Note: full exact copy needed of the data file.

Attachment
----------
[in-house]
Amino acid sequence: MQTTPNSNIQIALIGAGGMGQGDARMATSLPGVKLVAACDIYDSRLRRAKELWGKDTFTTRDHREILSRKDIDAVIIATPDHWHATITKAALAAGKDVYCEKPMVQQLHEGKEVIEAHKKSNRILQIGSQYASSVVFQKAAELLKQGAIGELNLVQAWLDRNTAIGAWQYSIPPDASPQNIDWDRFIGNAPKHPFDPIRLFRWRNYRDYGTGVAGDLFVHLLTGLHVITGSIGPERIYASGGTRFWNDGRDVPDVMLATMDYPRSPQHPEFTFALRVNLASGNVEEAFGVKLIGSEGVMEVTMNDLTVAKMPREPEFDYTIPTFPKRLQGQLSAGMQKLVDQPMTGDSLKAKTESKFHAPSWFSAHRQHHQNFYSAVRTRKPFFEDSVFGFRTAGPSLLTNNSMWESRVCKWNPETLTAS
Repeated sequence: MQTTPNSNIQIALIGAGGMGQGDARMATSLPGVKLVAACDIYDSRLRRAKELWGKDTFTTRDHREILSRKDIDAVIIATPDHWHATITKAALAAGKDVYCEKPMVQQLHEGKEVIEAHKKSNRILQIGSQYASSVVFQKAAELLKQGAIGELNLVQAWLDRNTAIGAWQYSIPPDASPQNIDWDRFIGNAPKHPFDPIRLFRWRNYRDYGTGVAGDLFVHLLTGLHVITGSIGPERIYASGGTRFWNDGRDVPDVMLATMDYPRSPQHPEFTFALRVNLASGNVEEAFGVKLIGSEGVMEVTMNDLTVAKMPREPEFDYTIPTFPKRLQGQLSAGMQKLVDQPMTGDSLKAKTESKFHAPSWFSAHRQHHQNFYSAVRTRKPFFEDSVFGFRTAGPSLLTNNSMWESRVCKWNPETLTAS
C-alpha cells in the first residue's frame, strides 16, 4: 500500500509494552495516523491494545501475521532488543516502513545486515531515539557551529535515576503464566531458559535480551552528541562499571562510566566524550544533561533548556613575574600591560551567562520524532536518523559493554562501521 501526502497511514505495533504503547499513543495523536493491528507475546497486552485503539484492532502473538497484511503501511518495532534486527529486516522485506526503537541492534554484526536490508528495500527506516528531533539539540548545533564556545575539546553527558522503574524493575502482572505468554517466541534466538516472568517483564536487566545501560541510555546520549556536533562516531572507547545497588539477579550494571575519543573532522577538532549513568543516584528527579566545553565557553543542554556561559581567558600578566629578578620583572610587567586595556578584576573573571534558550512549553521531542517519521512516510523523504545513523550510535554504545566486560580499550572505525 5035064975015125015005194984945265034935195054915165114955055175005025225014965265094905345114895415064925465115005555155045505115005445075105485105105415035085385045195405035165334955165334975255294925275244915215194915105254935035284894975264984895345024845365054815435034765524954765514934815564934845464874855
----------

[in-house]
Amino acid sequence: MQTTPNSNIQIALIGAGGMGQGDARMATSLPGVKLVAACDIYDSRLRRAKELWGKDTFTTRDHREILSRKDIDAVIIATPDHWHATITKAALAAGKDVYCEKPMVQQLHEGKEVIEAHKKSNRILQIGSQYASSVVFQKAAELLKQGAIGELNLVQAWLDRNTAIGAWQYSIPPDASPQNIDWDRFIGNAPKHPFDPIRLFRWRNYRDYGTGVAGDLFVHLLTGLHVITGSIGPERIYASGGTRFWNDGRDVPDVMLATMDYPRSPQHPEFTFALRVNLASGNVEEAFGVKLIGSEGVMEVTMNDLTVAKMPREPEFDYTIPTFPKRLQGQLSAGMQKLVDQPMTGDSLKAKTESKFHAPSWFSAHRQHHQNFYSAVRTRKPFFEDSVFGFRTAGPSLLTNNSMWESRVCKWNPETLTAS
Repeated sequence: MQTTPNSNIQIALIGAGGMGQGDARMATSLPGVKLVAACDIYDSRLRRAKELWGKDTFTTRDHREILSRKDIDAVIIATPDHWHATITKAALAAGKDVYCEKPMVQQLHEGKEVIEAHKKSNRILQIGSQYASSVVFQKAAELLKQGAIGELNLVQAWLDRNTAIGAWQYSIPPDASPQNIDWDRFIGNAPKHPFDPIRLFRWRNYRDYGTGVAGDLFVHLLTGLHVITGSIGPERIYASGGTRFWNDGRDVPDVMLATMDYPRSPQHPEFTFALRVNLASGNVEEAFGVKLIGSEGVMEVTMNDLTVAKMPREPEFDYTIPTFPKRLQGQLSAGMQKLVDQPMTGDSLKAKTESKFHAPSWFSAHRQHHQNFYSAVRTRKPFFEDSVFGFRTAGPSLLTNNSMWESRVCKWNPETLTAS
C-alpha cells in the first residue's frame, strides 16, 4: 500500500509494552495516523491494545501475521532488543516502513545486515531515539557551529535515576503464566531458559535480551552528541562499571562510566566524550544533561533548556613575574600591560551567562520524532536518523559493554562501521 501526502497511514505495533504503547499513543495523536493491528507475546497486552485503539484492532502473538497484511503501511518495532534486527529486516522485506526503537541492534554484526536490508528495500527506516528531533539539540548545533564556545575539546553527558522503574524493575502482572505468554517466541534466538516472568517483564536487566545501560541510555546520549556536533562516531572507547545497588539477579550494571575519543573532522577538532549513568543516584528527579566545553565557553543542554556561559581567558600578566629578578620583572610587567586595556578584576573573571534558550512549553521531542517519521512516510523523504545513523550510535554504545566486560580499550572505525 5035064975015125015005194984945265034935195054915165114955055175005025225014965265094905345114895415064925465115005555155045505115005445075105485105105415035085385045195405035165334955165334975255294925275244915215194915105254935035284894975264984895345024845365054815435034765524954765514934815564934845464874855